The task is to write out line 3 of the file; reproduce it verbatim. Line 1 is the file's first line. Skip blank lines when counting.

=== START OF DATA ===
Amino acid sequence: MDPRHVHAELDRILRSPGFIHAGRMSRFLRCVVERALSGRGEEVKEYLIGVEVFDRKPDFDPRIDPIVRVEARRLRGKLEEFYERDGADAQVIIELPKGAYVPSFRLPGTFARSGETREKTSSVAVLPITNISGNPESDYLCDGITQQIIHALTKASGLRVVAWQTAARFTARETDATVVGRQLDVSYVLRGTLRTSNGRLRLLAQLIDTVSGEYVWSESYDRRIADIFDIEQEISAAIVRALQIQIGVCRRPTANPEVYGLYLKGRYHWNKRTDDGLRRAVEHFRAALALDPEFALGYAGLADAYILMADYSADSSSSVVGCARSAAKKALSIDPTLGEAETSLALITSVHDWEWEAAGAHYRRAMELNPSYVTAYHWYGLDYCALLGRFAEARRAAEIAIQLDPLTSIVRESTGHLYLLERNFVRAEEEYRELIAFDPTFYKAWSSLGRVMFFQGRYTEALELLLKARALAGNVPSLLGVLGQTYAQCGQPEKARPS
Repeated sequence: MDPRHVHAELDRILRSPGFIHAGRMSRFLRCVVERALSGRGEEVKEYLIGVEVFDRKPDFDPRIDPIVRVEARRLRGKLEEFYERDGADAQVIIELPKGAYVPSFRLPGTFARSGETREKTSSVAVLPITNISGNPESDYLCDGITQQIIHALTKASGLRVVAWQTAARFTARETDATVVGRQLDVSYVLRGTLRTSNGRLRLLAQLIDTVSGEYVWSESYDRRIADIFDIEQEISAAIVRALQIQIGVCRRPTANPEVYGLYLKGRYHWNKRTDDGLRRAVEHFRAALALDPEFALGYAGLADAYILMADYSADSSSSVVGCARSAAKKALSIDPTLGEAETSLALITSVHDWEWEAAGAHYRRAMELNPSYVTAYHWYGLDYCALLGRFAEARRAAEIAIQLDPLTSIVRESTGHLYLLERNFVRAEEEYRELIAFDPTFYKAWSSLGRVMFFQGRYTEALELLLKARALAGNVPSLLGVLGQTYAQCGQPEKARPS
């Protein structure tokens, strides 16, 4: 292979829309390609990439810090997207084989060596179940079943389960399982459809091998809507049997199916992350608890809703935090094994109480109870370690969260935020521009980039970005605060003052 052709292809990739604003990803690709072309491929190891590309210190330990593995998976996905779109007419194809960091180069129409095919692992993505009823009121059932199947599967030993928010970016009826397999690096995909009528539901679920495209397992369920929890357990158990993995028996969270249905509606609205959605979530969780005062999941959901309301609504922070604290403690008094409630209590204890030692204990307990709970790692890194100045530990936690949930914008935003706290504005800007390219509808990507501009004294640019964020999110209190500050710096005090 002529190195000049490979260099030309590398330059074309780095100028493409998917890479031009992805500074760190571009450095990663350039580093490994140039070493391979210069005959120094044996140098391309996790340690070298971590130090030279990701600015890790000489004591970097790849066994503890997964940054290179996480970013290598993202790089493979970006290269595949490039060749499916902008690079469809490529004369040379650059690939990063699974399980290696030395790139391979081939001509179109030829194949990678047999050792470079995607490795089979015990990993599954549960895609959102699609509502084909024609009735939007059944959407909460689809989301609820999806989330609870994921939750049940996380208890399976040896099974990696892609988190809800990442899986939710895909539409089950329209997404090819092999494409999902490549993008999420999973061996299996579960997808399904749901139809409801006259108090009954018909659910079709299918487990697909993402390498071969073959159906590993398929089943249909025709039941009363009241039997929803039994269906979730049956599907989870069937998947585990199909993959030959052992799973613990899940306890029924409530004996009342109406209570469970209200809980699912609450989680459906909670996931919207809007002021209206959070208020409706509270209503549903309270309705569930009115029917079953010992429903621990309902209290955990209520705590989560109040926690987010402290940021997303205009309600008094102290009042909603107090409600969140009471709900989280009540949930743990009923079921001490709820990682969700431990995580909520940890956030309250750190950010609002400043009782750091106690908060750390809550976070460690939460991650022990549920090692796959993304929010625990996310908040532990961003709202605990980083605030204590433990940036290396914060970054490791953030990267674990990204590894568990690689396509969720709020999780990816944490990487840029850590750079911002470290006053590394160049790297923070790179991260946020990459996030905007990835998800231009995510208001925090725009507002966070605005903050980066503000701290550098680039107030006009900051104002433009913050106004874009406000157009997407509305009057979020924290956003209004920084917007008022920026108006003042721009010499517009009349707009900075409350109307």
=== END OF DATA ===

């Protein structure tokens, strides 16, 4: 292979829309390609990439810090997207084989060596179940079943389960399982459809091998809507049997199916992350608890809703935090094994109480109870370690969260935020521009980039970005605060003052 052709292809990739604003990803690709072309491929190891590309210190330990593995998976996905779109007419194809960091180069129409095919692992993505009823009121059932199947599967030993928010970016009826397999690096995909009528539901679920495209397992369920929890357990158990993995028996969270249905509606609205959605979530969780005062999941959901309301609504922070604290403690008094409630209590204890030692204990307990709970790692890194100045530990936690949930914008935003706290504005800007390219509808990507501009004294640019964020999110209190500050710096005090 002529190195000049490979260099030309590398330059074309780095100028493409998917890479031009992805500074760190571009450095990663350039580093490994140039070493391979210069005959120094044996140098391309996790340690070298971590130090030279990701600015890790000489004591970097790849066994503890997964940054290179996480970013290598993202790089493979970006290269595949490039060749499916902008690079469809490529004369040379650059690939990063699974399980290696030395790139391979081939001509179109030829194949990678047999050792470079995607490795089979015990990993599954549960895609959102699609509502084909024609009735939007059944959407909460689809989301609820999806989330609870994921939750049940996380208890399976040896099974990696892609988190809800990442899986939710895909539409089950329209997404090819092999494409999902490549993008999420999973061996299996579960997808399904749901139809409801006259108090009954018909659910079709299918487990697909993402390498071969073959159906590993398929089943249909025709039941009363009241039997929803039994269906979730049956599907989870069937998947585990199909993959030959052992799973613990899940306890029924409530004996009342109406209570469970209200809980699912609450989680459906909670996931919207809007002021209206959070208020409706509270209503549903309270309705569930009115029917079953010992429903621990309902209290955990209520705590989560109040926690987010402290940021997303205009309600008094102290009042909603107090409600969140009471709900989280009540949930743990009923079921001490709820990682969700431990995580909520940890956030309250750190950010609002400043009782750091106690908060750390809550976070460690939460991650022990549920090692796959993304929010625990996310908040532990961003709202605990980083605030204590433990940036290396914060970054490791953030990267674990990204590894568990690689396509969720709020999780990816944490990487840029850590750079911002470290006053590394160049790297923070790179991260946020990459996030905007990835998800231009995510208001925090725009507002966070605005903050980066503000701290550098680039107030006009900051104002433009913050106004874009406000157009997407509305009057979020924290956003209004920084917007008022920026108006003042721009010499517009009349707009900075409350109307």